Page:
In Syria, which, like Egypt, is a “beneficiary” of Arab socialism, things are considerably worse. According to one estimate, about 65 percent of the population lives below the official poverty line. As elsewhere, the public sector is predominant, and though the government has spoken of encouraging private enterprise, it continues its old-style policies of multiple exchange rates and preferential treatment for the swollen and corrupt state-run economy. Even if Syria’s strongman, Hafez al-Assad, became serious about economic reform, shifting course would be a politically explosive task, bound to precipitate formidable internal strife.

Lebanon, now under Syrian control, is the only one of Israel’s neighbors that can boast of economic success—but unfortunately, that success was in the past. Before it was ravaged by civil war, Lebanon had a thriving market economy and enjoyed, among other things, status as the banking center of the Middle East, with oil-rich Arabs using it as a safe haven for their funds. All that, of course, came to an end with the decade and a half of conflict that began in 1975 and ended in 1990 when Assad enforced a cease-fire among the warring factions. Though reconstruction is now under way, per-capita GDP remains a fraction of Israel’s. With Syria managing Lebanon’s affairs through the barrel of a gun, and Iranian-funded guerrilla groups still marauding in its south, the country’s prospects—economic no less than political—remain clouded at best.



Of Israel’s close neighbors, however, the one in the worst economic shape of all is the emerging Palestinian state in the “autonomous areas.” In the wake of the Oslo agreements, the major industrial countries pledged $2.4 billion in foreign aid over five years to Yasir Arafat’s Palestinian Authority (PA). Though overall aid funds have already exceeded this original commitment, the economy has nevertheless spiraled downward. In the four years since Oslo, GDP per capita has plunged, according to a UN estimate, from $1,800 to $800 per annum in the West Bank and from $1,200 to $700 in the Gaza Strip. Palestinian officials themselves put unemployment at 38 percent in the West Bank and a stunning 51 percent in Gaza, figures which they of course attribute to Israel’s periodic border closures and its effort to bring in temporary substitutes for Palestinian labor from Eastern Europe and Asia. But while these policies undoubtedly have had a deleterious effect, the economic debacle is mostly the consequence of other factors.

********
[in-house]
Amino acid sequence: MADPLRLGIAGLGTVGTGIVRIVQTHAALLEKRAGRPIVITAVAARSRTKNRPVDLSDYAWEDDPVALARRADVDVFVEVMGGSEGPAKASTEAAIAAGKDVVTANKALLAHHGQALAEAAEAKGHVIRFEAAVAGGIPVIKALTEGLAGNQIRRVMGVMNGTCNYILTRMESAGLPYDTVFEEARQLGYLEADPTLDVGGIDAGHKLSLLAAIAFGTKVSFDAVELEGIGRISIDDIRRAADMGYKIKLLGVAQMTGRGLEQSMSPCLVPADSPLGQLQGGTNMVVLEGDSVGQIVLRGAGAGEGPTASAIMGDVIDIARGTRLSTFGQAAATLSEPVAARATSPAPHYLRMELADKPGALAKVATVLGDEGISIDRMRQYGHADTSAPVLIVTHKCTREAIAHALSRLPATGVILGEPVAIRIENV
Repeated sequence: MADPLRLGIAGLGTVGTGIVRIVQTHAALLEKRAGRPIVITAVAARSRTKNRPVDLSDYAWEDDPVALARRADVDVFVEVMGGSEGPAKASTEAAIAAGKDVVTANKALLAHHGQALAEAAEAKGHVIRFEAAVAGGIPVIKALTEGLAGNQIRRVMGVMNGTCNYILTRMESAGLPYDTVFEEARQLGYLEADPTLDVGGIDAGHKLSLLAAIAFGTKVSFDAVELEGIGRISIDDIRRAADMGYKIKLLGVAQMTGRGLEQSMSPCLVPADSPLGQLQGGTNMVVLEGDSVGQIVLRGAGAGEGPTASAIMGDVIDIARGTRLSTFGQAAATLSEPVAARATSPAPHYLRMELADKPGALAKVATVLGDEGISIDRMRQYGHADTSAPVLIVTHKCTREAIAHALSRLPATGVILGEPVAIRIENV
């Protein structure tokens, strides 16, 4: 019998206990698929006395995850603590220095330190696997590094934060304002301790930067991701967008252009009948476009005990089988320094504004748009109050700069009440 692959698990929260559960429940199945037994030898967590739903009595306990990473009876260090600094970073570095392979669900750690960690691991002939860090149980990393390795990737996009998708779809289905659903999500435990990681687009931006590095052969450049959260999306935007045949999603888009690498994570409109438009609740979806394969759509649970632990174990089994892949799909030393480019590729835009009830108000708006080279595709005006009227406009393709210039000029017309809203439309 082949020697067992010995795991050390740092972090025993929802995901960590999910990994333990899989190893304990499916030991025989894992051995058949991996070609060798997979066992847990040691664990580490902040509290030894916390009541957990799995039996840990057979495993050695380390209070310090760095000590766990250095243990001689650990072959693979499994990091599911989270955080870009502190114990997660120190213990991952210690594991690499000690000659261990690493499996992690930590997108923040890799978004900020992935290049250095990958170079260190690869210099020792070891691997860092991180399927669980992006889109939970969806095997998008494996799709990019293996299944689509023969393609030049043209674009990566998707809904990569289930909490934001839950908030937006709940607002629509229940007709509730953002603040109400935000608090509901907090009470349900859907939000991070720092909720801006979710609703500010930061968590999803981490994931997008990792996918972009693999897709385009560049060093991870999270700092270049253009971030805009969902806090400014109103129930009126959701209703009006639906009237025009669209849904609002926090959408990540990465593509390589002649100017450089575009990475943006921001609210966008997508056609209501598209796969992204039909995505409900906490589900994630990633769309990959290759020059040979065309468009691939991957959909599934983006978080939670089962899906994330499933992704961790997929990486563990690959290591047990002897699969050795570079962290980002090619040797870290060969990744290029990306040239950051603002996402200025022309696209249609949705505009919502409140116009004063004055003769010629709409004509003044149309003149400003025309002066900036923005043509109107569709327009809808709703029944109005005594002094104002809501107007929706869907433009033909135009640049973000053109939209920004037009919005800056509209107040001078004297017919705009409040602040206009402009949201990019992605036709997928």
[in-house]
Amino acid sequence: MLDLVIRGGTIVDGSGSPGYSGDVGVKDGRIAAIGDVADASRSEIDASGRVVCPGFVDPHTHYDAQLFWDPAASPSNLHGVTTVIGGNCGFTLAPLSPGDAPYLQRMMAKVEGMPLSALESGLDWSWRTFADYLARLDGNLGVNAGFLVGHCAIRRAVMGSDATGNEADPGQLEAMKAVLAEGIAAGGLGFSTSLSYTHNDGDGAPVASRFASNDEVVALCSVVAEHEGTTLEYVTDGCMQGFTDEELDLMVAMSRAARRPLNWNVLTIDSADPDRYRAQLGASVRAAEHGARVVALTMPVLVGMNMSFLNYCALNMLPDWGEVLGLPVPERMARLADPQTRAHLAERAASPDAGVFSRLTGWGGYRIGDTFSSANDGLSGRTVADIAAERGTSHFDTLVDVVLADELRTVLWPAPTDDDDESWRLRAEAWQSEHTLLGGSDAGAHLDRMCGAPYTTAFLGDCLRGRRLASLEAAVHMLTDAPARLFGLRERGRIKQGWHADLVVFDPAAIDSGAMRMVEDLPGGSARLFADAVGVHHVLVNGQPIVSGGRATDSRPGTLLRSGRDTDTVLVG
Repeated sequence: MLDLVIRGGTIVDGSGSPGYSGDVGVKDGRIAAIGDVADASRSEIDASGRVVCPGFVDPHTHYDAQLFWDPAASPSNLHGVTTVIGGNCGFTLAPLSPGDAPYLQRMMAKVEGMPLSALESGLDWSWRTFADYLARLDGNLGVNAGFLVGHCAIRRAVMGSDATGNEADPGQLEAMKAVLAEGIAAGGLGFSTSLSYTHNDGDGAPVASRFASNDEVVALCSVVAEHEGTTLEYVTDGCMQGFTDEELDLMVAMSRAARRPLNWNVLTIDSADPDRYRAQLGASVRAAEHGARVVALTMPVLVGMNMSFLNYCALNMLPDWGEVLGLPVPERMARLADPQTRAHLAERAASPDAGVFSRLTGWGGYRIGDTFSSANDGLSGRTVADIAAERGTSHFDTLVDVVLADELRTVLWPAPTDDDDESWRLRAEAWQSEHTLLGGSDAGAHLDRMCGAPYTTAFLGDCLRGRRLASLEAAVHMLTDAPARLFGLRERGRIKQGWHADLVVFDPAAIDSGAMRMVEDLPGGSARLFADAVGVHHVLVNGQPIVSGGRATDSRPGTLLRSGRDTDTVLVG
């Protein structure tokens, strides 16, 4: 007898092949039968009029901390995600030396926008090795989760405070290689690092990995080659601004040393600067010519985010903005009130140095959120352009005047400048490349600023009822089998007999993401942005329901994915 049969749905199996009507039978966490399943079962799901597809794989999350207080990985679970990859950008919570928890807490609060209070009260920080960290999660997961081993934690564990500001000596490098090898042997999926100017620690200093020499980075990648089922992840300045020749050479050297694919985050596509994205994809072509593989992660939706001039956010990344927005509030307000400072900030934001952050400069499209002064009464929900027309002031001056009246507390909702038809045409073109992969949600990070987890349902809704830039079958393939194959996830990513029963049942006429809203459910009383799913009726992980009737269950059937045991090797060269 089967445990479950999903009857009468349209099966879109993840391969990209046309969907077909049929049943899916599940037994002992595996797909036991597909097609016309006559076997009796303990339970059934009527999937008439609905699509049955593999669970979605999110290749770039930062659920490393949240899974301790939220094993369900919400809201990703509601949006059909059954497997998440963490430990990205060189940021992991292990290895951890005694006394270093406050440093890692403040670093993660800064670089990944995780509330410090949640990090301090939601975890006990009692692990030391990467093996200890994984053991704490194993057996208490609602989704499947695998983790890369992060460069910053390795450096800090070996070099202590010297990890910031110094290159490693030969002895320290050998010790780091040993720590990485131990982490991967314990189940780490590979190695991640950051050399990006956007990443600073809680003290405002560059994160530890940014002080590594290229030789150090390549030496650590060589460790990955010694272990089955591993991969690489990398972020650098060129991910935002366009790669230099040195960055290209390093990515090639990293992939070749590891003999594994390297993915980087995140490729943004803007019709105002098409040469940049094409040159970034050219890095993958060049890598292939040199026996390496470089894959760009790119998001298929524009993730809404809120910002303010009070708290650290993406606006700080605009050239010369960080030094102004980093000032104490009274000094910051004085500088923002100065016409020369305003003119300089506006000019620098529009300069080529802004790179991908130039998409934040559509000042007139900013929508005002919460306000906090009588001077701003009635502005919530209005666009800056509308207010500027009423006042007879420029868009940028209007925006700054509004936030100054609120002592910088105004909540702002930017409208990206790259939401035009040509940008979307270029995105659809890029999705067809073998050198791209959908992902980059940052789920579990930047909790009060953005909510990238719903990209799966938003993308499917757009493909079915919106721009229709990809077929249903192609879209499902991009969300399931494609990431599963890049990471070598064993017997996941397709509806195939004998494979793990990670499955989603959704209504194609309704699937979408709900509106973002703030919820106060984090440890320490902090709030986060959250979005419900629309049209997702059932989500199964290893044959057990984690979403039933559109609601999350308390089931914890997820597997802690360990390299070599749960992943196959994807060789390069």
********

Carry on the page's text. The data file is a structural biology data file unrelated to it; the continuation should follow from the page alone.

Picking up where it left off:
As is the case in Jordan, a cut in the flow of remittances from the Persian Gulf, along with the return of unemployed Palestinian expatriates, has taken a toll on both income and employment levels in areas under the control of the PA. But of even greater significance is the widespread mismanagement and corruption within the PA itself. Little more than token portions of the billions in foreign-assistance funds provided by the industrialized West have been used to develop infrastructure or to stimulate private investment. Instead, vast sums have been diverted into private hands. What the PA does manage to keep for public purposes goes to current expenditures, in particular the salaries of 26,500 civil servants as well as the 45,000 soldiers who staff ten different police and security services—“the highest police-per-citizen ratio in the world,” as one lawyer in Gaza was quoted in the Economist. If recent trends continue, Gaza will also soon have one of the lowest per-capita-income ratios in the world.1



What does the huge and growing disparity between Israel and its neighbors mean? For one thing, there is little room for any significant near-term growth in trade. The backbone of the Israeli economy is manufacturing, with high technology its most rapidly growing component. The primary market for Israel’s output is the industrialized West and to a lesser extent the thriving economies of Asia and Latin America. While some speak yearningly of millions of Arab consumers eagerly awaiting Israeli products, the relevant factor in assessing the prospects for trade is not the raw quantity of potential buyers but purchasing power. And it is in purchasing power that the Arab world is critically deficient. Over the past three years, tiny Holland (population fifteen million) imported far more goods than all twenty Arab states combined (population 250 million).

Unlike the oil states of the Persian Gulf—which even with their great wealth have run into serious financial difficulties of their own—Israel’s immediate neighbors are particularly unattractive as potential customers. Not only do they lack the wherewithal to buy goods from abroad, they also have little to sell. Egypt’s commodity exports in 1995 were $4 billion; Syria’s, $3.8 billion; and Jordan’s, $1.2 billion. By contrast, minuscule Israel’s were $19 billion, of which the lion’s share was made up of manufactured goods destined for Europe and the United States.